09 Jan Emergency Evacuations
How effective, known and uncluttered are your emergency fire exits?
Perhaps this is a common-sense question, but over the years, we have seen some interesting situations whereby if there had been a real emergency evacuation, several people would have perished.
Last week we visited a company to meet with the CEOs whose office was on a mezzanine floor with the staffroom. These rooms were above the production area that contained several pressurised vessels and other processing machinery. Apart from the stairway that led into the production area, there was no emergency escape door on the mezzanine floor and the windows in the CEOs office were too small to get through. Sometimes I shake my head and ask why! It’s 2018 and people have still not learnt?
Recently, I read an English fire service H&S article that stated that from reviewing the records of fatalities that occurred in commercial buildings where there was a fire, 75 – 80% of the victims were found on the inside of a locked emergency exit. Also, the exit corridors had been full of shelving, storage boxes and other materials that restricted the victims from getting to the fire exits, and ultimately out of the building. Perhaps this is a good point for an audit checklist?
So, what are your responsibilities? Go to the NZ Fire Service regulations – information about evacuation schemes.
This sets out all the requirements and what is important to note, is that it is the responsibility of the building owner to implement the emergency evacuation systems.
As a quick checklist to start the year, we suggest you address the following:
- Does your building have an approved fire evacuation scheme in place?
- Obtain a site plan and mark in all the emergency exits, as well as the location of the fire extinguishers;
- Check that they all have emergency exit signage;
- If your business works at night, is the signage illuminated?
- De-clutter all access ways to the exits – this also includes the exit pathways on the outside of the building – and have this as a check point for your monthly site inspections;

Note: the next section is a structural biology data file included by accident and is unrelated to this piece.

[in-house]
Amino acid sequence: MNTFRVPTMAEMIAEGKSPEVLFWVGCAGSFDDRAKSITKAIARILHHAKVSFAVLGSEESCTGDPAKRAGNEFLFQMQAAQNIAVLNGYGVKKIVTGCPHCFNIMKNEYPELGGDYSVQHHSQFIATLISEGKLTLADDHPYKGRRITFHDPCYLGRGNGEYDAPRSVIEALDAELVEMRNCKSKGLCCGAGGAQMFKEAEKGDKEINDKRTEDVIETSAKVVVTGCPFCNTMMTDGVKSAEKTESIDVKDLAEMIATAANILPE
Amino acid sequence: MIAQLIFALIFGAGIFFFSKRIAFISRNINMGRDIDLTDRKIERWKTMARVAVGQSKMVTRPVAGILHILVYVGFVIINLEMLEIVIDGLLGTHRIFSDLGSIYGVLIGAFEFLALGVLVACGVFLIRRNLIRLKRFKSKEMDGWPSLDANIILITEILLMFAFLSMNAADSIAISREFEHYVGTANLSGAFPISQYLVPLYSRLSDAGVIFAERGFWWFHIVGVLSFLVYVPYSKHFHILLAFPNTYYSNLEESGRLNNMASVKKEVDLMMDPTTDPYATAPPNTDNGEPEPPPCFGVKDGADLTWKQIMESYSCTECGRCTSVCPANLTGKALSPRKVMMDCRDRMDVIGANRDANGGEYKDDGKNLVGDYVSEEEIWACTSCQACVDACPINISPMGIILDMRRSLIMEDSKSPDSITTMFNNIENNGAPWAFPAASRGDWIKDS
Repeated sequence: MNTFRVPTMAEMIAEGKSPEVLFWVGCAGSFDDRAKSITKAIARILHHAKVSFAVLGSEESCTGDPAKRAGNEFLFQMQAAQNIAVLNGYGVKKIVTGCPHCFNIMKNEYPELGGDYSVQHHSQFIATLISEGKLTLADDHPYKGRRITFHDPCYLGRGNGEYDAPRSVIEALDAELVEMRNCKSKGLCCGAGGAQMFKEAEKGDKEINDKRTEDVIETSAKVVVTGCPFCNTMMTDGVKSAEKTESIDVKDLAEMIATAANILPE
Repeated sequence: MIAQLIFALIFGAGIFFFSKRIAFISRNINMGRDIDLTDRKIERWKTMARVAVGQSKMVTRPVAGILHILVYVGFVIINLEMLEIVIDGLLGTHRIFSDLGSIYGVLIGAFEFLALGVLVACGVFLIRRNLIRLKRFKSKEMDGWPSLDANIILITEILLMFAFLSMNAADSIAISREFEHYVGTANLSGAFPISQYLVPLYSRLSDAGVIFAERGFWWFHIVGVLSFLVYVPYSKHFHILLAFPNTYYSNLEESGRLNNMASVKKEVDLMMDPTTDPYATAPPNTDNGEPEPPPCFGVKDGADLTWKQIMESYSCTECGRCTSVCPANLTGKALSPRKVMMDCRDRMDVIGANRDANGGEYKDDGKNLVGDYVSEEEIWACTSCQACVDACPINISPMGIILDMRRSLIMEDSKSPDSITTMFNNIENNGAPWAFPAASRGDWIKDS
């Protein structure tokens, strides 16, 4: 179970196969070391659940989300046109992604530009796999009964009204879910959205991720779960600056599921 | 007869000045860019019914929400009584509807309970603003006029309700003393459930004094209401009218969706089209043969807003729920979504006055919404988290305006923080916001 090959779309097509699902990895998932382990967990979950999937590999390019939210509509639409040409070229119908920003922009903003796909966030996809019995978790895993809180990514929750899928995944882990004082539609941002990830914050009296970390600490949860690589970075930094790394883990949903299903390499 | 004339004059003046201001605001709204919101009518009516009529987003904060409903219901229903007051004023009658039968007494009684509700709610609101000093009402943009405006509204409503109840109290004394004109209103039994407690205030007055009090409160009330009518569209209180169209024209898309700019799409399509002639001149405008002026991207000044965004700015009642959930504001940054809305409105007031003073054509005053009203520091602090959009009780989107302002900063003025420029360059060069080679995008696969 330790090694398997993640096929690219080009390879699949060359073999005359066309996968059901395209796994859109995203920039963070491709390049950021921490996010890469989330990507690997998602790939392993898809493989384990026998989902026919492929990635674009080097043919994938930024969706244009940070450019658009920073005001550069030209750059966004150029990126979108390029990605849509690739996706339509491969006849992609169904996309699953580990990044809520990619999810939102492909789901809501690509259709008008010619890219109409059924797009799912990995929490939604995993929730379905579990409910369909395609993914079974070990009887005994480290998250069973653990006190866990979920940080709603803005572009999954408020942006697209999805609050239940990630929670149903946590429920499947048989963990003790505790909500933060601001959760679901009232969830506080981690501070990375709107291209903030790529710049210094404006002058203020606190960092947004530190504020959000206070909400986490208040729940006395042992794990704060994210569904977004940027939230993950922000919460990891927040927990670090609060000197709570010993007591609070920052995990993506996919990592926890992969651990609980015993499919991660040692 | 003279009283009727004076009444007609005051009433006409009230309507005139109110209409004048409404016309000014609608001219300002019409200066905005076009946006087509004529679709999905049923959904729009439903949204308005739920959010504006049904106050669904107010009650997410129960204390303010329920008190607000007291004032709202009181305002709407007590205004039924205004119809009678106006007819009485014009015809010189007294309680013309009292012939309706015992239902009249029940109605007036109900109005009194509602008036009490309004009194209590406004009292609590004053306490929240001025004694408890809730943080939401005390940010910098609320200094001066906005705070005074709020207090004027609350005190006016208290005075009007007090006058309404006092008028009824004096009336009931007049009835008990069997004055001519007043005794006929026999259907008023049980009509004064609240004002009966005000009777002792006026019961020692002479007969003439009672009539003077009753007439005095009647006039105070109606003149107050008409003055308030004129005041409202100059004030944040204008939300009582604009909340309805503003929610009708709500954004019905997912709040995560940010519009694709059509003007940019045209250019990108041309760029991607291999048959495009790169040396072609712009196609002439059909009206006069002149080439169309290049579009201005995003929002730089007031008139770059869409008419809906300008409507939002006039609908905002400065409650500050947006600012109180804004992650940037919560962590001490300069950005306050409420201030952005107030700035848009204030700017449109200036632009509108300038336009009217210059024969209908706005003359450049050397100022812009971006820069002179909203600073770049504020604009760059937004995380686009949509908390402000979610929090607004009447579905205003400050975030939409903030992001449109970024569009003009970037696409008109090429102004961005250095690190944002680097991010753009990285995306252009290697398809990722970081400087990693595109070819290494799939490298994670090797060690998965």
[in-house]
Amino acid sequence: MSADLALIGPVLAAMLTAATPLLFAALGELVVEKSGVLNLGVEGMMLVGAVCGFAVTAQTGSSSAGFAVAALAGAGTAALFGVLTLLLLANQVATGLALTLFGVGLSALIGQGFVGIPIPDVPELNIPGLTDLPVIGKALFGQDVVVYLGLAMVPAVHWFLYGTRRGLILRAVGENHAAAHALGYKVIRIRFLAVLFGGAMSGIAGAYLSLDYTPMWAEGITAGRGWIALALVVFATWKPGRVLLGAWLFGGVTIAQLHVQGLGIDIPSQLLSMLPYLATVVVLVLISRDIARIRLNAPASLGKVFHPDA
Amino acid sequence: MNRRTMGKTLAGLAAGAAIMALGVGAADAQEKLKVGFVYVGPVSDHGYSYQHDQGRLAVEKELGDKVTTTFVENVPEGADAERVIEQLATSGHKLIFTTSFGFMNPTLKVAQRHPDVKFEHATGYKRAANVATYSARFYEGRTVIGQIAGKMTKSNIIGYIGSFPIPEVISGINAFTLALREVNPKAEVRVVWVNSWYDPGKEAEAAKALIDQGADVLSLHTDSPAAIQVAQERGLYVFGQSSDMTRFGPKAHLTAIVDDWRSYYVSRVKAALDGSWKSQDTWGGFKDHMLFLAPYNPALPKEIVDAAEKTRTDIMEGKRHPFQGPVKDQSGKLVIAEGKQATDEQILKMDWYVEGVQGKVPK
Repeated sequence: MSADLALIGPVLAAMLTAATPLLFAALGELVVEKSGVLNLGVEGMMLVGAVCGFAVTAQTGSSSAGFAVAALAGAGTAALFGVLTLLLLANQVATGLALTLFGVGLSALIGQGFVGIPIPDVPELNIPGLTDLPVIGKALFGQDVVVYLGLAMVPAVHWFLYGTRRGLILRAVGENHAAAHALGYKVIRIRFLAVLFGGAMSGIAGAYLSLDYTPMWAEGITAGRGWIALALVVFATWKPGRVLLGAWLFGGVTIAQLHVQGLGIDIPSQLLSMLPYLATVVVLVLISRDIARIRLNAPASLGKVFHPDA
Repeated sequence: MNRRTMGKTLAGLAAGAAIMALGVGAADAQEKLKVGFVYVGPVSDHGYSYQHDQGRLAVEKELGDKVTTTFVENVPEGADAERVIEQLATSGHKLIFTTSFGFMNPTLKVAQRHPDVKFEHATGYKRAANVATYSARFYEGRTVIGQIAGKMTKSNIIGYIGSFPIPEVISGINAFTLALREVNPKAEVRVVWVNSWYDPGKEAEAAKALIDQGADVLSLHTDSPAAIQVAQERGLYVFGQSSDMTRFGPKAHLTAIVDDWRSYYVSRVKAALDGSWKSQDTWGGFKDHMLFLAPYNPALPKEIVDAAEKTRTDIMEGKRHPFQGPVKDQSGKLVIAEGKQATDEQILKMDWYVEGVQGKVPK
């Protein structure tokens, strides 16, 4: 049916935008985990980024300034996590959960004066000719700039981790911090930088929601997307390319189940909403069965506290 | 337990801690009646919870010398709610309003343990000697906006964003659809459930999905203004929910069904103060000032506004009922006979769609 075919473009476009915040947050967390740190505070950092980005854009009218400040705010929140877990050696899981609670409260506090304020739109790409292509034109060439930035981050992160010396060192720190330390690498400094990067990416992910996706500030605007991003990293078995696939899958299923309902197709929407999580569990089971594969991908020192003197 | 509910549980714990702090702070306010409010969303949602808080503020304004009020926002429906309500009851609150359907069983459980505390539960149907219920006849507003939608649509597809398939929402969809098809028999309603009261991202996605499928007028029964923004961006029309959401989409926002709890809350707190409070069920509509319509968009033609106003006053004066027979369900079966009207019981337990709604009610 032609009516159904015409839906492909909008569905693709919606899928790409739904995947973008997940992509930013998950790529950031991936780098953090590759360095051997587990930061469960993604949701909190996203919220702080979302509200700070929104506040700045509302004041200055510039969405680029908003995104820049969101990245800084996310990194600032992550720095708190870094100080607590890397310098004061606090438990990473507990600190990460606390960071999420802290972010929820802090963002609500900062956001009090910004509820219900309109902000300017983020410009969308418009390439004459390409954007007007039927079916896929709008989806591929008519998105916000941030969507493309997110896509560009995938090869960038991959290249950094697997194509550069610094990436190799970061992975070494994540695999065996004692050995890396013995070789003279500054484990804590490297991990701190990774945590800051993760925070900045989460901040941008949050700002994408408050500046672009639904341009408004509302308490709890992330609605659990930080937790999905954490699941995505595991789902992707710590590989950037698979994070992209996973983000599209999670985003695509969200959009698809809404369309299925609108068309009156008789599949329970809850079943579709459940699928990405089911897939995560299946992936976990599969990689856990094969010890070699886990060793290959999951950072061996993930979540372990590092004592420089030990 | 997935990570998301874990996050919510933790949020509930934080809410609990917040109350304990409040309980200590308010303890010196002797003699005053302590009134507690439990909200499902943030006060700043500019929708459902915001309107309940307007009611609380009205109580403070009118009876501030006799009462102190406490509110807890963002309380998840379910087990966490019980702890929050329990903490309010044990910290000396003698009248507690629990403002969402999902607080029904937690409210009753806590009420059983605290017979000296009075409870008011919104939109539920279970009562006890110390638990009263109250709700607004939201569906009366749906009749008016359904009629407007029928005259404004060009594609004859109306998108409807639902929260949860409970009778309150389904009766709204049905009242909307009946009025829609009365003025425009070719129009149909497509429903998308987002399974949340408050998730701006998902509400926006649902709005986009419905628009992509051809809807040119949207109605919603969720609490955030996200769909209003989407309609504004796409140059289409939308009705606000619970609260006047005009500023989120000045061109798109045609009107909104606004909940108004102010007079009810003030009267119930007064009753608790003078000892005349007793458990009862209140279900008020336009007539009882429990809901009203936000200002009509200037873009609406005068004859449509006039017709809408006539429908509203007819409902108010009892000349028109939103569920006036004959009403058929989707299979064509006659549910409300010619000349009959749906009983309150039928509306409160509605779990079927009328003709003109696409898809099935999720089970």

- Check that your fire extinguishers have been checked, tagged and are in date;
- If your business works with chemicals and they have the potential to enter the atmosphere in an emergency, install a windsock or flag to inform your staff, neighbours and emergency services of the wind drift;
- Install an emergency assembly point that is visible and in a safe location;
- Review your induction procedures, update if required, and inform all personnel of the emergency procedures and where the emergency exits, and emergency assembly points are located;
- Identify the different types of emergency situations that could occur in your business;
- Develop a training plan for your employees, especially for those employees who may be involved in the specific events, e.g. a chemical spill that requires specialist procedures;
- Speak to your neighbouring businesses and inform them of your emergency procedures and learn about theirs;
- NZ Fire service practice drills. If your business employs 10 or more, you are required to hold a minimum of two fire drills per annum. It is recommended that these are recorded and debriefed to identify any areas for improvement.
Several years ago, I was involved with an audit team auditing a chemical company’s health and safety and quality management systems. At the audit entry meeting, I asked the production manager where the emergency assembly point was located. He then proceeded to show me a site plan, and then went to the office window and pointed to the area. “Wow” I thought, “what a great place for an emergency assembly point”. It was in the middle of the same cul-de-sac that the emergency services had to access the factory!
If you require assistance to develop these processes for your business, please contact us today.